Each spring, I wait for the emergence of our native orchid, the lady’s-slipper. (Maine’s slippers come in four varieties, the most common of which is the pink lady’s-slipper.) In particular, I watch a nearby spot of leafy duff a few feet from a usual oak, and each year (so far), last fall’s leaves get elbowed aside and the flower’s green leaves rise and spread some degrees around a central stalk that then grows straight up. The white bud to become the pink slipper rides the stalk.

A lady’s-flipper flower grows in the author’s yard. Sandy Stott photo

This year, in mid-May (same as last), two pink slippers began their ascent into the lit world; one rose slotted precisely through a hole in an old oak-leaf, which served to bundle the leaves. Still, the stalk nosed up between them, the bud appeared, and yesterday, the slipper arrived, still a shy pale white, hiding its pink tones. I admired it for some minutes; I also tore off the oak-leaf collar to allow springy expansion.

This is an everyday miracle for our woodlands, a sort of exhalation after a winter of held breath, and I find it impossible to not feel lifted by it, buoyed slightly with my own spring.

They are rare enough to merit this request by Maine’s Department of Agriculture, Conservation and Forestry: “Lady’s-slippers require highly specific habitats in order to grow, thus collecting lady’s-slippers, even the common ones, is discouraged.” Still, to our south in the Town Common, some of the woods grow rife with these rising slippers, and they will occupy my peripheral vision as I walk or shuffle my daily miles there. Counting slippers, imagining the pulse that sends them up, is a favorite spring tic.

May 23 flower count: 93 lady’s-slippers (92 pink and 1 white variation); 10 painted trilliums.

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A second spring thought: Along with being a vein of wildness running through us, one of Mere Brook’s principal gifts to Brunswick is its management of stormwater, which flows from our roofs, roads and parking lots.

A rainstorm on May 1 dropped 4.16 inches of rain on a National Weather Service measuring site in south Brunswick. Other unofficial measurements in town read over 5 inches. A lot of water.

A little earlier, town planners and those of us on the Steering Committee for the improvement of Mere/Mare Brook received a report from GEI, a consulting firm hired with grant money to assess the hydraulics and hydrology of the brook. GEI’s report would help inform initial steps to improve the brook’s flow and general health; culverts, with their damming and sluicing effects, were featured in their report.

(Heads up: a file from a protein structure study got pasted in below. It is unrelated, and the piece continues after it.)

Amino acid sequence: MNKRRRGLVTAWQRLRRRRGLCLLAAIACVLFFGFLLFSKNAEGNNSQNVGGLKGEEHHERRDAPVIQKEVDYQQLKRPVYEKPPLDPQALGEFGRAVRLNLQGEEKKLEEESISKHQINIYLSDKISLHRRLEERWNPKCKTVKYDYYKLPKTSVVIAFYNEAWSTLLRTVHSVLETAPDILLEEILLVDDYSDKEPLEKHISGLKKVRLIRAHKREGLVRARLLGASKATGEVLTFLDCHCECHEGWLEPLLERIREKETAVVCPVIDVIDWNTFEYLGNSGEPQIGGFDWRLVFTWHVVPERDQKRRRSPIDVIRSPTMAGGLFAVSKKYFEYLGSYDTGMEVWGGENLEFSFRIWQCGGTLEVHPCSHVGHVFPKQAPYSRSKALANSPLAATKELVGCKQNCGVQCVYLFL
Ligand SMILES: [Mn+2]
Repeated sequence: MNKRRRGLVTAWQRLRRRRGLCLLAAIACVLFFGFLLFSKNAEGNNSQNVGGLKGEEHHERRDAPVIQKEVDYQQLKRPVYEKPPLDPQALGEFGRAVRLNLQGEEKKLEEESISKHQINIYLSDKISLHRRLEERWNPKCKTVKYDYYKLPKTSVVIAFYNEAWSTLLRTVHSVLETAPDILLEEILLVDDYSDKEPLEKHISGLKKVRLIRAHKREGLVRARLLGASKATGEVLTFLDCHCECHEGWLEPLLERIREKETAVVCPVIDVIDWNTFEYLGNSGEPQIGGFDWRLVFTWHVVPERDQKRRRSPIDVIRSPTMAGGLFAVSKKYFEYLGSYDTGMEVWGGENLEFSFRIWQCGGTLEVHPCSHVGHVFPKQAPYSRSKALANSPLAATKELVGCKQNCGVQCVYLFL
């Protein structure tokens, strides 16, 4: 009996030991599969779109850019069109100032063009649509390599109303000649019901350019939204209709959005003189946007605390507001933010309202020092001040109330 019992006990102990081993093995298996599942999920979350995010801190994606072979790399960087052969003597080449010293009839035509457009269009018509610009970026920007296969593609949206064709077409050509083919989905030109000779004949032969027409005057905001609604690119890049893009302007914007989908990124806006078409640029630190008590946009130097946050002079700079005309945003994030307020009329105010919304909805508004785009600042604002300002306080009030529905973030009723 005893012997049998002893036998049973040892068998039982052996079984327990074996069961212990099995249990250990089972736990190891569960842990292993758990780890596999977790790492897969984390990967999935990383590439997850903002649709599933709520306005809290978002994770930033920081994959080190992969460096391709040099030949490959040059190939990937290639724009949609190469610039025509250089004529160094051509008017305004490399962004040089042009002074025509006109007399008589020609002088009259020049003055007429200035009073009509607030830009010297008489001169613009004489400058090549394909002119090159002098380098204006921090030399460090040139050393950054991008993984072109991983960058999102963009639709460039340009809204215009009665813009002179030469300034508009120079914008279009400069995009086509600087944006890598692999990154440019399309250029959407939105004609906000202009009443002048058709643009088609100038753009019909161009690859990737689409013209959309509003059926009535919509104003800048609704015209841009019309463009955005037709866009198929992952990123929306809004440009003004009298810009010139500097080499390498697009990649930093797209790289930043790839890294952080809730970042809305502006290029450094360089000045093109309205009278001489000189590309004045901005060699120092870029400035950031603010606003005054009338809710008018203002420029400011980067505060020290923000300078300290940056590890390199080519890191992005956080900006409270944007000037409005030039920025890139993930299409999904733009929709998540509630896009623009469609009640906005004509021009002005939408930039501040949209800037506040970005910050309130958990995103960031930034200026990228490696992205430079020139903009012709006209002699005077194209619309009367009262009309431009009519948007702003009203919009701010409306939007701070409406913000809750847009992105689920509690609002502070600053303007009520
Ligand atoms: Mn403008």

During an hour-plus-long, science-rich and water-clear presentation, we heard reports from fields studies that allowed GEI to predict how Mere/Mare Brook would handle runoff from heavy rainstorms; the modeling considered two-year, 10-year and 25-year storms. Conveniently, a two-year storm had arrived with 2.5 inches of rain during the data collection phase; pleasingly, the measurements from the real storm matched very closely those predicted by the model. We had a model that we could use for planning.

“What,” I wondered as the rain on May 1 sheeted down, “will Mere Brook be doing and feeling with all this rain?” As the rain waned, I stepped out to see. So, too, I learned a little later, did nearby resident Chris Baldwin, engineer for our Cumberland County Soil and Water Conservation District. Baldwin will design some upcoming culvert improvements for the brook.

While we didn’t have the equipment to measure depth and flow à la GEI’s earlier study, we could eyeball points of concern along the way. Separately, both of us went to see the dam at Coffin Ice Pond. Both of us felt good to see that the dam (in need of some reimagining and work in the near future) was handling the runoff from what turned out to be a 10-year storm. That seemed true also along some other stretches prone to flooding or scouring when the waters rise quickly. But there were also places where the pinch of too-small culverts caused or promised trouble.

The first phase of brook improvement projects — upon which Steering Committee member David Page and I will report — gets started with some culvert replacements later this year. That we have GEI’s modeling to guide us is good news. And it also suggests that we deepen that modeling to imagine 50-year and 100-year storms as we work toward Mere/Mare Brook’s future flow. Both our wildness and our storm resilience rely on it.

Community note

On June 6, at Town Hall’s Council Chambers or via Zoom, Brunswick and the Brunswick-Topsham Land Trust will co-sponsor a yardscaping workshop offered by Ali Clift of the Cumberland County Soil and Water Conservation District. The workshop is free (though reservation is requested), and Clift will help us learn and imagine how our yards can be configured and kept healthy without heavy reliance on chemicals and pesticides that both undermine soil health and harm our watersheds. Sign up at cumberlandswcd.org/conservation-shop/p/spring-yardscaping-series.

Sandy Stott is a Brunswick resident, chairperson of the town’s Conservation Commission, and a member of Brunswick-Topsham Land Trust’s Board of Directors. He writes for a variety of publications. He may be reached at fsandystott@gmail.com.

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